Deviant Causal Chains, Refutation and Other Problems

  • Jason Warr


This chapter examines the core problems associated with the Humean model of causation and highlights why this is an inadequate form of causal reasoning for criminology and the social sciences. The chapter discusses two central themes: firstly, the Humean model’s relationship to causal generalisations and its subsequent vulnerability to open and direct refutation through the problem of deviant causal chains – where a set of antecedent conditions do not produce the expected consequent. This section also involves a discussion of abduction – inferring to the best explanation and explains why, though intended, this is not what occurs in the social sciences. Secondly, the chapter will explore the Humean model of causation and how it relates to the infamously tangled causation/correlation problem. I explain how the very nature of the Humean construction prevents the discernment of any condition that may be causal from those which are merely correlational. Finally, this chapter will explore and explain just why this formulation of causal reasoning is not a suitable mechanism for understanding the causes of crime.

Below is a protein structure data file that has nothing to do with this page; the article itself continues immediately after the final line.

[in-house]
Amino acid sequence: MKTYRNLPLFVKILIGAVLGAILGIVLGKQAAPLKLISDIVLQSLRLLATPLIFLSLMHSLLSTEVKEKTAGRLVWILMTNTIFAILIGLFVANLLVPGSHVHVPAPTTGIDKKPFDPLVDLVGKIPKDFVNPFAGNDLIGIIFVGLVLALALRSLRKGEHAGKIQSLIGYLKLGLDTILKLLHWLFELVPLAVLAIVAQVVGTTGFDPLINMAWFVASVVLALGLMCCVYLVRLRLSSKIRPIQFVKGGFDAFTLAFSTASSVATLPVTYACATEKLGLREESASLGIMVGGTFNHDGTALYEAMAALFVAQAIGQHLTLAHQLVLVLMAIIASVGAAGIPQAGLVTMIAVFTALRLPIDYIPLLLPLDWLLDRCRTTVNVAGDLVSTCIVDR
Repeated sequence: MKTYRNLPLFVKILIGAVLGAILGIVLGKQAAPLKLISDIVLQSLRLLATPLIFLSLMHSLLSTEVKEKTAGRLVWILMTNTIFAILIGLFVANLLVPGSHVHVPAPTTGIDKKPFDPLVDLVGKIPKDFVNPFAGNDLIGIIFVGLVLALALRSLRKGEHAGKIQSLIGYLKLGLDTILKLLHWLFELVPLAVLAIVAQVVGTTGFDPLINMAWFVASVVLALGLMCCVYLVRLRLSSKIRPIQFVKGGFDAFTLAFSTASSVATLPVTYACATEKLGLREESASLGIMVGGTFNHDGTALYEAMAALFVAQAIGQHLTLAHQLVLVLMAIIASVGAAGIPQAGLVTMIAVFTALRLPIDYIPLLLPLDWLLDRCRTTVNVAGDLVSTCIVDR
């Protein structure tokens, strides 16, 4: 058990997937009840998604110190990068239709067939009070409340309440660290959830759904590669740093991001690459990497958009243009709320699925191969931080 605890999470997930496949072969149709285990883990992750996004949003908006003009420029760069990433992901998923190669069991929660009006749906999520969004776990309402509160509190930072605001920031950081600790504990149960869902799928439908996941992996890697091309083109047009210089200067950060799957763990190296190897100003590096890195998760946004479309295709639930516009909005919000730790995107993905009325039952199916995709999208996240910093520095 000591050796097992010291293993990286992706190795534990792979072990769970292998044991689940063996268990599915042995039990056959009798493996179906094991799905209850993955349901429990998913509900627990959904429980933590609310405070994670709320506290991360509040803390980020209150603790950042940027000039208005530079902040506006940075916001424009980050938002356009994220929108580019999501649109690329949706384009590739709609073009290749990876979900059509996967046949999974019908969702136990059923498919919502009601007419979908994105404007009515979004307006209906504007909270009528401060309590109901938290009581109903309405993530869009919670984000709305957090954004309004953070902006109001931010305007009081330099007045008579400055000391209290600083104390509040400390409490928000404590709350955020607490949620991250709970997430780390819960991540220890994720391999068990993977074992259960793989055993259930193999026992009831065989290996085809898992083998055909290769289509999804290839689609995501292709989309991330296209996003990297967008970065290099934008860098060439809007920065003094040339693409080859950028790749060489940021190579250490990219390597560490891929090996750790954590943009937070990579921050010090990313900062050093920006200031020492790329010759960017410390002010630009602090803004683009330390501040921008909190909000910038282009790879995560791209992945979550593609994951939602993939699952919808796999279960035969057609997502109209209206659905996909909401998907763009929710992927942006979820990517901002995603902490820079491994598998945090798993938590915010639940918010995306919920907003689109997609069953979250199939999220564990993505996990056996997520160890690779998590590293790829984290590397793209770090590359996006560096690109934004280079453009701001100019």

Causal Complexity Deduction Humean Refutation Theorising 


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Copyright information

© The Author(s) 2016

Authors and Affiliations

  • Jason Warr
    • 1
  1. 1.University of LincolnLincolnUnited Kingdom

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